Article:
Plotting with Catalyst Events and Elements

Today I’m going to talk about a particular approach to creating plots- the use of catalyst events and elements, which is just my term for any event or element that moves the story along. Normally, the grand skeleton of a story comes to me of their own accords but I find this catalyst event approach quite useful for filling up a particular plot arc. For example, I might have decided that a particular plot arc involves my protagonists adventuring in a desert and then I could just consult my list of catalyst events in order to fill up what the protagonists actually encounter during this desert plot arc. It also comes in handy when I’m particularly stuck on what happens to the protagonists next.

I was going for completeness of coverage for a fantasy story when I created the list and in total the list has about 100 items.

Roughly, they fall into 6 groups:

  1. Related to nature: natural disasters (famine, drought, earthquake, tidal wave, volcano eruption, typhoon, flood), weather related events that could have interesting interactions with the terrain and hinder protagonists’ movement (storm, blizzard, rainfall, fog, nightfall), other bad events (avalanche, pestilence), good events (bounty)
  2. Societal changes: “threats” from outside a society (war, different plane [of reality], divinity, alien sentience, breakout of ‘evil’ sealed in), change in authority (just ruler coming on, tyranny), within a people/group (dissension, corruption, conservatism, a break of tradition, a forbidden rule broken), discovery/rediscovery of knowledge, discovery of old/ lost civilisation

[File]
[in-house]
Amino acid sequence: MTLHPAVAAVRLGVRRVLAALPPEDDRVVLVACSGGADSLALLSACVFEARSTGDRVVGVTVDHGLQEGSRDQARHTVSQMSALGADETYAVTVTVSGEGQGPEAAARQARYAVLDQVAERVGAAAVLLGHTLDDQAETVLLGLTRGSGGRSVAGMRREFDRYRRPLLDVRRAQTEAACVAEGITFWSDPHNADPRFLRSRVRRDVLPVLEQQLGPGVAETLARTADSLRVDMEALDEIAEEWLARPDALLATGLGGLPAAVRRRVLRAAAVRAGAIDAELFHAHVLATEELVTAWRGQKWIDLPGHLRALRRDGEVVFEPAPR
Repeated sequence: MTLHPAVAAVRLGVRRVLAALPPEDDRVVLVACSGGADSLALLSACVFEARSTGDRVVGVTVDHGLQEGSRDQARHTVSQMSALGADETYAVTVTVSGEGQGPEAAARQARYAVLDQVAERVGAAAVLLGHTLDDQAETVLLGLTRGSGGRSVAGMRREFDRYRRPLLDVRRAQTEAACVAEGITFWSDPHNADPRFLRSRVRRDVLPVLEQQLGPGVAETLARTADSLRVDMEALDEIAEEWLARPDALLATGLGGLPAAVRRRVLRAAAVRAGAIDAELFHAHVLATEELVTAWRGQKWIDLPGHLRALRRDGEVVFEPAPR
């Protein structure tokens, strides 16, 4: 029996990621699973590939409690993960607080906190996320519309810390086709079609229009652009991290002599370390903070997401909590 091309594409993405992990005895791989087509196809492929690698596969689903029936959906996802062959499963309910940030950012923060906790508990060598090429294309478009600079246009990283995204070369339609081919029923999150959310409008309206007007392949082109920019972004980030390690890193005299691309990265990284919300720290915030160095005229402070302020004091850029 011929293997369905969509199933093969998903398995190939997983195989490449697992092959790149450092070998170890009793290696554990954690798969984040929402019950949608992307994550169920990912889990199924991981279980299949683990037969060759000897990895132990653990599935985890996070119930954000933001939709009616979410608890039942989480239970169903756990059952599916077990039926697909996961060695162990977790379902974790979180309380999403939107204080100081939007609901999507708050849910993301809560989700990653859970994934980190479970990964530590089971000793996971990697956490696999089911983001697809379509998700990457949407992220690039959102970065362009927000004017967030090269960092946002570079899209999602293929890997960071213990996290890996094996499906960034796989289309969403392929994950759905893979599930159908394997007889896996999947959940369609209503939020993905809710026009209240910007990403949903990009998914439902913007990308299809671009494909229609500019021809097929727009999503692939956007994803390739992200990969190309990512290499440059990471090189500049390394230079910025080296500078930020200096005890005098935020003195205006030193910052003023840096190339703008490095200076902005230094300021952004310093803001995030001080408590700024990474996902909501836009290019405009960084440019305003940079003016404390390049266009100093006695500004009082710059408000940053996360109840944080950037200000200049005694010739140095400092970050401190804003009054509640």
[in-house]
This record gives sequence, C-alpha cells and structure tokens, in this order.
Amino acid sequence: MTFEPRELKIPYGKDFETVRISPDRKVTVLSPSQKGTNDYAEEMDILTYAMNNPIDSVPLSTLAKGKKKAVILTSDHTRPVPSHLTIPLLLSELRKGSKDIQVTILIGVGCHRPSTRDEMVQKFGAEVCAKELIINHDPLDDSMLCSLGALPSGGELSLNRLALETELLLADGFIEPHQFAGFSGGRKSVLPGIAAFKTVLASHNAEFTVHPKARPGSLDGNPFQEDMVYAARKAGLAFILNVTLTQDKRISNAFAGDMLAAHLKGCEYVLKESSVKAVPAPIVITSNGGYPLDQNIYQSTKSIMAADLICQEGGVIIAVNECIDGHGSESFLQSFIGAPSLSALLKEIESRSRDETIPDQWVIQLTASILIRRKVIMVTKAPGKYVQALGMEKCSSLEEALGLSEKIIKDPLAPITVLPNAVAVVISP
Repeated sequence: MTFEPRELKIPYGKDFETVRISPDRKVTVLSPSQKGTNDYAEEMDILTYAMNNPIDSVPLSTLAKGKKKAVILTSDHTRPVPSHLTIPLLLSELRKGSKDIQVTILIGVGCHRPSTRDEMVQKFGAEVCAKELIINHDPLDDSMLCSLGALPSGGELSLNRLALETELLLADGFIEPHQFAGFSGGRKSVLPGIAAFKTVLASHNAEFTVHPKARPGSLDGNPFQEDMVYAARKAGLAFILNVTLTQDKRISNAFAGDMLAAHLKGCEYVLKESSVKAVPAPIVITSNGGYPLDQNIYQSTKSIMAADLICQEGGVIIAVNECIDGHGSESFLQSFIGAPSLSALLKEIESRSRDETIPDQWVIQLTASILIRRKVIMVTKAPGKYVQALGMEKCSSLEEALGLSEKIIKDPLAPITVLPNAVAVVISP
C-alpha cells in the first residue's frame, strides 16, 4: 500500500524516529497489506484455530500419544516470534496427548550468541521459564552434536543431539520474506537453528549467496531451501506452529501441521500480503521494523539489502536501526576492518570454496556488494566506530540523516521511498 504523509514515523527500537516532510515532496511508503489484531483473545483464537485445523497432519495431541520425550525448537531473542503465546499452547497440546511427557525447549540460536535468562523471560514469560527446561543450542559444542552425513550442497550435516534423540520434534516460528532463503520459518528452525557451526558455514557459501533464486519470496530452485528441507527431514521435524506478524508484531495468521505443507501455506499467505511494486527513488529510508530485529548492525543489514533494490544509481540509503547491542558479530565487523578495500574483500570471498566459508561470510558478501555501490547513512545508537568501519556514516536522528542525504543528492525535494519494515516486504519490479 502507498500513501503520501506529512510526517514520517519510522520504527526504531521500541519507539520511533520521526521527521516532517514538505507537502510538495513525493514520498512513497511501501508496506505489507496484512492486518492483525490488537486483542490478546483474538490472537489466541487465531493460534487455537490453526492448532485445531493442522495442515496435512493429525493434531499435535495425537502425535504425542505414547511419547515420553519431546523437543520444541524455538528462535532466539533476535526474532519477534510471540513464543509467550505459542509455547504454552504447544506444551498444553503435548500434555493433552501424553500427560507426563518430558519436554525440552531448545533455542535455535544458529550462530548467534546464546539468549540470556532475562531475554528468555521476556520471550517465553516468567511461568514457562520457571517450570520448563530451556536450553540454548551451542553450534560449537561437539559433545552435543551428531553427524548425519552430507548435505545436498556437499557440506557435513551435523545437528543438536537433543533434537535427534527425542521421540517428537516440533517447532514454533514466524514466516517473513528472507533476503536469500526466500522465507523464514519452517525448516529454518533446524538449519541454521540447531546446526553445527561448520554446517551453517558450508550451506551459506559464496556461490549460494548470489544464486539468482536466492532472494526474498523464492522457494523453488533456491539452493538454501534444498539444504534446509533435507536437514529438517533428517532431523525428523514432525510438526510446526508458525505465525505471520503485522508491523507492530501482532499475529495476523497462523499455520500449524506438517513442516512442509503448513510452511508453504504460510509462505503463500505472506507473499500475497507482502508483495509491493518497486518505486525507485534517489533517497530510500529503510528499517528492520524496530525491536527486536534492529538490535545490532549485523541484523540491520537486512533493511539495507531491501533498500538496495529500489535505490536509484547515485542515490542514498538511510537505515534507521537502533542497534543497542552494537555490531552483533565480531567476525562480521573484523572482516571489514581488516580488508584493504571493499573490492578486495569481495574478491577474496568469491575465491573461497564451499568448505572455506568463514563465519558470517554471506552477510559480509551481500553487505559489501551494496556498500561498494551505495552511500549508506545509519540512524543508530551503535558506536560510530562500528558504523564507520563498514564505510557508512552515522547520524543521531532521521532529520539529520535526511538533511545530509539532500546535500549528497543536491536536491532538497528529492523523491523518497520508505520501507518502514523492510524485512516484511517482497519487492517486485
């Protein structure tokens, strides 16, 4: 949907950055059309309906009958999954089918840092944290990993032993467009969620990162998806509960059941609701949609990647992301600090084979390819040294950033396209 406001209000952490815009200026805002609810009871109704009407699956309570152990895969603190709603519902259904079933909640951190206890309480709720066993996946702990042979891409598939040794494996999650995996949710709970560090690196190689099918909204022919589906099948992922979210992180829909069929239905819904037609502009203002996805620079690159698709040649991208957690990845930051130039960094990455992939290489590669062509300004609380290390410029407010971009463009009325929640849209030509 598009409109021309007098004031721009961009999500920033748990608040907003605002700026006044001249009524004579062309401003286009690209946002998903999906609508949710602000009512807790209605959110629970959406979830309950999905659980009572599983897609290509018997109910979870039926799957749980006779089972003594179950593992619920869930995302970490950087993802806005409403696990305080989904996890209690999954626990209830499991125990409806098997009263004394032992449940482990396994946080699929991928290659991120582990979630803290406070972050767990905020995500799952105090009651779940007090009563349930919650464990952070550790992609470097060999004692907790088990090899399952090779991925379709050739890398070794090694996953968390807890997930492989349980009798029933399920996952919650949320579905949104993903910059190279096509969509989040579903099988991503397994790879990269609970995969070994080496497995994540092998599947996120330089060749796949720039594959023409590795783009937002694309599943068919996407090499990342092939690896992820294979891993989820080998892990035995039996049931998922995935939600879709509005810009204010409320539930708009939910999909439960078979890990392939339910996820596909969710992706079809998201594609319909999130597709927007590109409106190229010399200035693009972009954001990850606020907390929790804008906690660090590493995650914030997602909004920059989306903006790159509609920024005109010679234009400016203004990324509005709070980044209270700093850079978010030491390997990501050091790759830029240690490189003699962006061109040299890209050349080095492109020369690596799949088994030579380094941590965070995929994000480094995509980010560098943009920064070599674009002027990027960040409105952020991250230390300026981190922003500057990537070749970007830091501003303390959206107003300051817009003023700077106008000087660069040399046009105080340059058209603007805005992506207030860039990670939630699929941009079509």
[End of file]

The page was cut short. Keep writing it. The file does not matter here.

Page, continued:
3. Related to people, relationships and personal fortunes: life class, widening of social circle, growing apart from friends/lovers, increasing intimacy with someone, maturing/growing up, moving on versus stuck in the past, losing all/going on a brand new start, unemployment, sudden fame, personal loss, memory abnormality, minor illness/injury, reincarnation, being lost, being trapped, indecision, oversight, travel to foreign lands, mutation, exiled, poisonings, enslaved), power dynamics (old bloodline versus a new power), layers of truth (misunderstanding, misconception, mistaken impression, rumour/gossip, lie/untruth), character actions, not necessarily that of protagonists but all characters in general, I sometimes think actions by other characters besides protagonists are more interesting catalyst events (reunion, union of lovers, lovers who missed each other, a promise kept/broken, revenge, past trauma, family feud, oath/geis, family heirloom/duty, penance, personal sacrifice, act of generousity/mercy, act of small malice, act of curiousity)
  4. Sources of dispute: treasure, relic of power, legacy of power, ill begotten wealth, new ability that surfaces, racial/ethnic feud
  5. Symbolic elements and other standard troupe of fantasy: prophecy, dream/vision/oracle, illusion/mirage, a fortune telling, local lore, legends, curse, secret, portal, non-aging (effect of the Ring on Bilbo and Frodo in LoR, fountains of youth etc.), possession by ghost, secret meeting, duels, hauntings, sacrifices (as in cult sacrifices ala Indiana Jones style)
  6. Chance encounters: chance meeting/stranger, chance acquiring, mysterious note, overheard conversation

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